Submission of Co-Design of Indigenous Voice to Parliament
Thank you for your hard work in compiling the Indigenous Voice co-design process interim report 2020. I
am very keen to have an Indigenous Voice to parliament, comprised of a National Voice, and Local and
Regional Voices. The Voice will improve self-determination, which is key to improving indigenous rights,
closing the gap between indigenous and non-indigenous Australians in areas of health, life expectancy,
rates of incarceration and so on.
I am addressing the options suggested in the co-design models of the voice to parliament.
• The Voice should have at least 18 members (not 16). The Voice requires at least 2 members for
each state, territory and the Torres Strait Islands, because even the areas with smaller indigenous
populations still have a large responsibility to share. The members would need resources, staffing
and indigenous contacts based on the indigenous population in their area.
• Funding would need to include paying the 18 members, administration staff, legal advice, research
teams and payment for local and remote area indigenous people to have the capacity to collect
data and canvas opinions in their areas.
• Membership terms of 4 years (or longer) are essential to make a proper impact. A term of 4 years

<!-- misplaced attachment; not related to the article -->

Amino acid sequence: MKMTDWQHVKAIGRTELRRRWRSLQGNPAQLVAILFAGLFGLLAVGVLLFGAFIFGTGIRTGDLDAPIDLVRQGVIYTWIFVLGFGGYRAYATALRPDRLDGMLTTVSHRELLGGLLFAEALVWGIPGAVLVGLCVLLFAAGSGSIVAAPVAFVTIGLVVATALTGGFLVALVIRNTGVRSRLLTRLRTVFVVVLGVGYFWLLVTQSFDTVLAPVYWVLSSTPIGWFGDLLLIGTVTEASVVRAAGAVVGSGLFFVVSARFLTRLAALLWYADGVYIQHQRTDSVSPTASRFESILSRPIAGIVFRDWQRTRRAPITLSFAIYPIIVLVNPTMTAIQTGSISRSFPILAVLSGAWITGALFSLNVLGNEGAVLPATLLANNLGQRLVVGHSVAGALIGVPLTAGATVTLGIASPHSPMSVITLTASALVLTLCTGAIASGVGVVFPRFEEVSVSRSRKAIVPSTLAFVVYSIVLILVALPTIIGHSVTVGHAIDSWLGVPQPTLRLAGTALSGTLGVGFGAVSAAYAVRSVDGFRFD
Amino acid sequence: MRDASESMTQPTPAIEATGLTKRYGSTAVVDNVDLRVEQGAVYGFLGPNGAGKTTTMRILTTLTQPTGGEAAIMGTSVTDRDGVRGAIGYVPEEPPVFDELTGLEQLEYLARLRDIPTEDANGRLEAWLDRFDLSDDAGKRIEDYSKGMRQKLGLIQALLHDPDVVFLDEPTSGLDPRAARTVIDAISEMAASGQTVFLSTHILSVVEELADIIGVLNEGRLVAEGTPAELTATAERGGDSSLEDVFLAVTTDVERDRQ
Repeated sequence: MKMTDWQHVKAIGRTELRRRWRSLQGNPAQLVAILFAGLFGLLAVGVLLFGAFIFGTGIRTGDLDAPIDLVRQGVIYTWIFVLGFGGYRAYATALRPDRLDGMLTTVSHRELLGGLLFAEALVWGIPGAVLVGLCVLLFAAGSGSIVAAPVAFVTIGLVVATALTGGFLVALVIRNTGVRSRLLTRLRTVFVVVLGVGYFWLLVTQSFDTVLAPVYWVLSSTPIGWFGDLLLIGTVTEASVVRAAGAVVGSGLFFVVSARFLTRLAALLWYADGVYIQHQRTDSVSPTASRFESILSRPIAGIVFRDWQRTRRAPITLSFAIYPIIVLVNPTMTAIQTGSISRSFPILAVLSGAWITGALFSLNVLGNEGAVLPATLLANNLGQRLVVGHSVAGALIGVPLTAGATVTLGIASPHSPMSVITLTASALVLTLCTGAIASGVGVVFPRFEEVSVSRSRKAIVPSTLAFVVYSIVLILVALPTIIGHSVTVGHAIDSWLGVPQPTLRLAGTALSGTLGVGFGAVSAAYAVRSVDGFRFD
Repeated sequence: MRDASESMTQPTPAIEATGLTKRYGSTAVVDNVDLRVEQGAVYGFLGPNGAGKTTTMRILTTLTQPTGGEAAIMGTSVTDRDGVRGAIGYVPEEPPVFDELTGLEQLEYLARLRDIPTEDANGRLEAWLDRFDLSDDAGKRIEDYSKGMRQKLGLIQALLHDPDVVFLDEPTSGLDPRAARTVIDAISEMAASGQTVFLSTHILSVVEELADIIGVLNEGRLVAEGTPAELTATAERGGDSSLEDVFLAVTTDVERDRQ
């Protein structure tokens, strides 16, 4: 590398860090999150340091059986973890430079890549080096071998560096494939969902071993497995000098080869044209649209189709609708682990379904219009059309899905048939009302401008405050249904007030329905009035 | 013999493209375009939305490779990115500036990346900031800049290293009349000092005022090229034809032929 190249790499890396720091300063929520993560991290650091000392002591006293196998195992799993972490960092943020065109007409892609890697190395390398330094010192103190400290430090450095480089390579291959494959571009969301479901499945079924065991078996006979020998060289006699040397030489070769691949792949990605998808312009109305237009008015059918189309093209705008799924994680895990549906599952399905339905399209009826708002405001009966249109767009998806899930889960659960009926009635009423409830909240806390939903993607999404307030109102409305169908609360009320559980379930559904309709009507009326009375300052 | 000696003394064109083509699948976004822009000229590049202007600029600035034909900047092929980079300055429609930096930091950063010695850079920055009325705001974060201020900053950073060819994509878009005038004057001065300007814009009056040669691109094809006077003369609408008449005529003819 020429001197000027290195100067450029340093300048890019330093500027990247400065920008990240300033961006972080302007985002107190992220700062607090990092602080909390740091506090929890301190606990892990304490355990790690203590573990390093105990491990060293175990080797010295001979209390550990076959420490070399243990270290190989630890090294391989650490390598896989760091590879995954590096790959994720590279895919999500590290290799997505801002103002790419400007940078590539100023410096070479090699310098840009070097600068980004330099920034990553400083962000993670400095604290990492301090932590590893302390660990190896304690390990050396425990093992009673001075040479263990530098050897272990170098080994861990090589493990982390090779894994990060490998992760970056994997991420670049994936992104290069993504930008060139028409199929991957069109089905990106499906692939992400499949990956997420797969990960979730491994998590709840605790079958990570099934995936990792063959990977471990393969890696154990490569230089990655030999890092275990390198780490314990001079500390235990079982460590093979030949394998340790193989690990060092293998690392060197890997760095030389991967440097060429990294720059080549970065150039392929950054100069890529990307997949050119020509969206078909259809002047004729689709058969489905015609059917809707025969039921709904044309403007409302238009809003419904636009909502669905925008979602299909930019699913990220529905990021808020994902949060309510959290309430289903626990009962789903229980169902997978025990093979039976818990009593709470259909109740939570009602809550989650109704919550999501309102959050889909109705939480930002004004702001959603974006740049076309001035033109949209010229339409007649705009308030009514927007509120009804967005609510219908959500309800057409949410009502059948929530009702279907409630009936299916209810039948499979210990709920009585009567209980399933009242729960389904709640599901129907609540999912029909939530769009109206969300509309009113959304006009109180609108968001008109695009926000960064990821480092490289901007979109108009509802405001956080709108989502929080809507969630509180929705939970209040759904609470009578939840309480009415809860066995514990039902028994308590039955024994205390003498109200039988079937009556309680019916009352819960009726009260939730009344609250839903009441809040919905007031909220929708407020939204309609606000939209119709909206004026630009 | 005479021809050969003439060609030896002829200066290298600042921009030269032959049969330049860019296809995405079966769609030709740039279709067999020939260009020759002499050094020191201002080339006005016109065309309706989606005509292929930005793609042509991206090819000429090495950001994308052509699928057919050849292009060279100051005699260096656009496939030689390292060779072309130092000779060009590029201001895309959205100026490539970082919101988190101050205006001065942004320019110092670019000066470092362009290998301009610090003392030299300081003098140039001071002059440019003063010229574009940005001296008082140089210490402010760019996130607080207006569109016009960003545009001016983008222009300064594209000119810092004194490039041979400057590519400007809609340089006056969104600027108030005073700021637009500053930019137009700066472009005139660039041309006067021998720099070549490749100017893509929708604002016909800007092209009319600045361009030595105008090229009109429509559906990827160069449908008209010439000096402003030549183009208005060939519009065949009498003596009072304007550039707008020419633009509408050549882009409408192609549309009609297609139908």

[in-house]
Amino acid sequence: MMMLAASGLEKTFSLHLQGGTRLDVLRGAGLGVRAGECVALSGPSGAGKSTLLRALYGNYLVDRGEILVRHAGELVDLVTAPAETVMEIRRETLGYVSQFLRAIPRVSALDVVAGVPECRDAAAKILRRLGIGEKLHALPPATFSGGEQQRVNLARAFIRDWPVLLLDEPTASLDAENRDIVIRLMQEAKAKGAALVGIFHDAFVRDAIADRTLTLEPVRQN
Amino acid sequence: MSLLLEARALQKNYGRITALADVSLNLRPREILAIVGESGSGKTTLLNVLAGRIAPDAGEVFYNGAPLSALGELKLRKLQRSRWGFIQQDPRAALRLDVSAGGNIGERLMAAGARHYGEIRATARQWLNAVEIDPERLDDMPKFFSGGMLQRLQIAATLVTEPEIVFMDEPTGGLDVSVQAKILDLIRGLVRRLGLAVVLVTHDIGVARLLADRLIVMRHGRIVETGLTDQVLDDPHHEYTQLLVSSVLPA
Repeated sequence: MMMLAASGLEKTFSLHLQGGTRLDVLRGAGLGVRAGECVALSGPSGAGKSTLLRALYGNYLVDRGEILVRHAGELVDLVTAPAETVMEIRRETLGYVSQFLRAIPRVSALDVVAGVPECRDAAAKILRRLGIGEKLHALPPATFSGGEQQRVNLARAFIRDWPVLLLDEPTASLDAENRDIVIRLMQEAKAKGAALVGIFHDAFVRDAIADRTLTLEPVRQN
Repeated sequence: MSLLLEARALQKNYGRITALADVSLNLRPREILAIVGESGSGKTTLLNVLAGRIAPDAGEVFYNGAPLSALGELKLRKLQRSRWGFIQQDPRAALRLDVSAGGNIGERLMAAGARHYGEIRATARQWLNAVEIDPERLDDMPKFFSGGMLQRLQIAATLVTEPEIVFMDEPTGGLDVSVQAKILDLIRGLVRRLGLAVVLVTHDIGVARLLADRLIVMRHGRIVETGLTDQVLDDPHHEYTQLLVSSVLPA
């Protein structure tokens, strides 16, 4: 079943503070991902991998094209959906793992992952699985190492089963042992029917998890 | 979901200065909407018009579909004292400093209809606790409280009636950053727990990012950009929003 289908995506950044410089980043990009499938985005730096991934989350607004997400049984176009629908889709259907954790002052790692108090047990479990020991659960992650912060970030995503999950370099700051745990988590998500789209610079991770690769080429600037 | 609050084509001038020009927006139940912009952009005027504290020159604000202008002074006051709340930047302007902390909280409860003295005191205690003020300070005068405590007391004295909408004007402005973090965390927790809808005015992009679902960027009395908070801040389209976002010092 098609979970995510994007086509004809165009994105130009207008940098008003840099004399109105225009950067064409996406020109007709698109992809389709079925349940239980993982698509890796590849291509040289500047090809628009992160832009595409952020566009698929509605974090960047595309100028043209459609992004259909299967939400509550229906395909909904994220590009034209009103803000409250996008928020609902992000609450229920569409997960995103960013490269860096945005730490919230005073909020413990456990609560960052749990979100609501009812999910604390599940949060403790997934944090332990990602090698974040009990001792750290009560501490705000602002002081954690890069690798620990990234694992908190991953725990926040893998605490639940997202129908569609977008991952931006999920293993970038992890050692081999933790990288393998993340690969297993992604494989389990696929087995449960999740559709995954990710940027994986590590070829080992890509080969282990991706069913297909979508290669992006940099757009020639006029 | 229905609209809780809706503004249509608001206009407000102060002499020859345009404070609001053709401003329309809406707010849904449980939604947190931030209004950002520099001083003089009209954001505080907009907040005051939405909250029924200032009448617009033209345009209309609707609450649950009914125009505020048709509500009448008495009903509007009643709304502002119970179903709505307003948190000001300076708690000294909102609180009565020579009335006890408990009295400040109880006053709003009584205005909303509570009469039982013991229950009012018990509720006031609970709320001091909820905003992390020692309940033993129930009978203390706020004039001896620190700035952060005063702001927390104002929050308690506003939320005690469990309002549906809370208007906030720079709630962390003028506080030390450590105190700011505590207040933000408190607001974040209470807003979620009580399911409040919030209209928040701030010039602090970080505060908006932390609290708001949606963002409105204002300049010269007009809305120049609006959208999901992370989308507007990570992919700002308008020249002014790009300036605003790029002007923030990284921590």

allows adequate time for proper consultation. Terms should be staggered so that only half the
members are replaced at one time, allowing the accumulated knowledge to be preserved and
transferred to new members.
• In order to enhance the Respectful Long-term Partnerships principle, members should not be
limited to 2 terms. Politicians in Australia do not currently have a limit on the number of terms they
can stay in power, and neither should the members of the Voice.
• Initially, having members with prior experience working in Government and political roles would be
useful because they would know how to negotiate with federal politicians and government officials,
and this would be key to having the Indigenous Voice heard early on during the process of drafting
new laws. They would understand the requirements of writing submissions and reports, tabling
documents for review by politicians and they could train newcomers. Finally, they would be able to
set up a partnership interface with contacts in local and remote areas to get the information
required to properly serve their needs.
• A National Voice is very important because federal laws can help drive public opinion to improve
the status of indigenous people.
• I agree that the Voice should not be a structure that supplies services because historically that dual
structure was very complicated and ineffective. The Voice should have enough flexibility to change
• The Voice should not be set up as a business structure. It should run as a government funded
organization. This would be a more reliable structure, ensure adequate funding and prevent the
Voice from being sidetracked from its core mission by funding and structural concerns.
• A previous imprisonment should not prevent you from becoming a member, (as demonstrated by
Nelson Mandella), especially as the incarceration rates for indigenous people in Australia are so
• The National Voice will have a right and responsibility on behalf of indigenous Australians to advise
Parliament and the Government with regards to any matters that members deem to be significant.